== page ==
Because of the presence of so many mentally ill persons in prisons and jails nurses are also likely to be involved in administration of involuntary medication to patients. State law and other aspects of law will govern the use of involuntary medication in your facility and you need to familiarize yourself with these requirements; hopefully your facility will have a policy and procedure. Many patients who have gone through the process of having an involuntary medication order put in place are very cooperative with the process. Medication may also be administered involuntarily in a psychiatric emergency; again, be familiar with your facility’s policies and practice as well as state law so that you are prepared if this becomes necessary.

Problems with medications arising from inmate movement: Missing medications are a huge problem, especially in large jails and prisons with multiple locations where medications are administered. If an inmate is moved from housing block A to D block, and a different medication cart is used for these two housing units, the nurse administering medication in block D isn’t going to have the inmate’s medication when it is time to administer it, unless the nurses are informed that the inmate has been moved before the next med administration and someone moves the medication from one cart to another. In this same scenario, if the inmate takes the medication KOP, it gets put into his property when he is moved and he cannot access it until the property is inventoried and returned to him. Solutions to this problem center on improving the timeliness of notification by custody to health care and nursing accountability to put the medication in the new location. For KOP a solution is to ensure prompt processing of property or providing a way for the inmate to bring the medication with them to the new location.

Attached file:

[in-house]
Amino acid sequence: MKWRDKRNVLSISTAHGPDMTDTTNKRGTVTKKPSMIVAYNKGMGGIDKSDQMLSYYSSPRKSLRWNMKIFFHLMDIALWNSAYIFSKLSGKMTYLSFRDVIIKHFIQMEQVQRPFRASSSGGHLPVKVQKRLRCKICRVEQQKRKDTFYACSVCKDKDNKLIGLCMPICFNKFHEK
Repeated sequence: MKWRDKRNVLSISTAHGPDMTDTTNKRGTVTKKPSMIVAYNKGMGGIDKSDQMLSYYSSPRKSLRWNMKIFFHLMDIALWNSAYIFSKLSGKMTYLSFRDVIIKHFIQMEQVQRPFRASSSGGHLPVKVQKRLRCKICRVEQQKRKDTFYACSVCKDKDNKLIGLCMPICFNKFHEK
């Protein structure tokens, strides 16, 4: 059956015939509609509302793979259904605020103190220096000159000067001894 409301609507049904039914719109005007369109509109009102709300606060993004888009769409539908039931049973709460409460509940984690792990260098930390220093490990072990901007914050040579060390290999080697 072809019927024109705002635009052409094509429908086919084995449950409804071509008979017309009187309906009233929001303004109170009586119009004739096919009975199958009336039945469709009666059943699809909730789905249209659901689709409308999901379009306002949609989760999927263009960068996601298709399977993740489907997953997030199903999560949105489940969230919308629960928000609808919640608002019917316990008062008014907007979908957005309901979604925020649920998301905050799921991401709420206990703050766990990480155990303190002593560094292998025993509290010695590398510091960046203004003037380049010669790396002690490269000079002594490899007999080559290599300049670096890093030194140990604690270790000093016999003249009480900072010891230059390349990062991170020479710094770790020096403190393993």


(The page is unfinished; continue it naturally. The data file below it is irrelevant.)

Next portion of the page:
The problem of transfers is even more profound when an inmate is transferred from one correctional jurisdiction to another, from a county jail to a state prison and visa versa, from one county jail to another or one prison to another, from a jail to the Marshall’s Service to a series of jails for brief stays while being transported across country to another correctional facility. Nurses play a key role in providing a written transfer summary that includes a list of the inmate’s medical problems, the medications they are taking, recent labs and pending appointments. When this is not done it may be because the nursing staff did not receive timely notice of the transfer. If you receive an inmate from another facility who reports that they were taking medication it is best to contact the facility to verify the information and follow up until you succeed in receiving it.